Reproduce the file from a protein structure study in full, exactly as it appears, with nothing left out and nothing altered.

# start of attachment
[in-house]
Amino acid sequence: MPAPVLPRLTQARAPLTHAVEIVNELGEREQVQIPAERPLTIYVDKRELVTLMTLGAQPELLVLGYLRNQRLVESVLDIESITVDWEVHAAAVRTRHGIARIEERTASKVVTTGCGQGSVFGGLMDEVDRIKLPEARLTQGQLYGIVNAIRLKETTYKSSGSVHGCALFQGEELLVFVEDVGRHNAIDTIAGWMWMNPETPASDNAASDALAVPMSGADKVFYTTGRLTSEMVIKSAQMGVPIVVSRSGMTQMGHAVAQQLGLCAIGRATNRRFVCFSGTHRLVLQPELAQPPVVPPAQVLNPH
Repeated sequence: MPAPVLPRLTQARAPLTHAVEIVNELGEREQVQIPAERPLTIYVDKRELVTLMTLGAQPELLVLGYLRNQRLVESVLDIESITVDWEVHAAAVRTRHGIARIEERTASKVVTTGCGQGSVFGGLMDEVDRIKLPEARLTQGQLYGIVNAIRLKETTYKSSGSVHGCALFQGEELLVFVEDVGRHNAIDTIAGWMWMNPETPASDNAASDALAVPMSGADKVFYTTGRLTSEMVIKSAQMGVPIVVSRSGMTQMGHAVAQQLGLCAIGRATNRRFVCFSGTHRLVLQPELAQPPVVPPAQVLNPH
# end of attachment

[in-house]
Amino acid sequence: MPAPVLPRLTQARAPLTHAVEIVNELGEREQVQIPAERPLTIYVDKRELVTLMTLGAQPELLVLGYLRNQRLVESVLDIESITVDWEVHAAAVRTRHGIARIEERTASKVVTTGCGQGSVFGGLMDEVDRIKLPEARLTQGQLYGIVNAIRLKETTYKSSGSVHGCALFQGEELLVFVEDVGRHNAIDTIAGWMWMNPETPASDNAASDALAVPMSGADKVFYTTGRLTSEMVIKSAQMGVPIVVSRSGMTQMGHAVAQQLGLCAIGRATNRRFVCFSGTHRLVLQPELAQPPVVPPAQVLNPH
Repeated sequence: MPAPVLPRLTQARAPLTHAVEIVNELGEREQVQIPAERPLTIYVDKRELVTLMTLGAQPELLVLGYLRNQRLVESVLDIESITVDWEVHAAAVRTRHGIARIEERTASKVVTTGCGQGSVFGGLMDEVDRIKLPEARLTQGQLYGIVNAIRLKETTYKSSGSVHGCALFQGEELLVFVEDVGRHNAIDTIAGWMWMNPETPASDNAASDALAVPMSGADKVFYTTGRLTSEMVIKSAQMGVPIVVSRSGMTQMGHAVAQQLGLCAIGRATNRRFVCFSGTHRLVLQPELAQPPVVPPAQVLNPH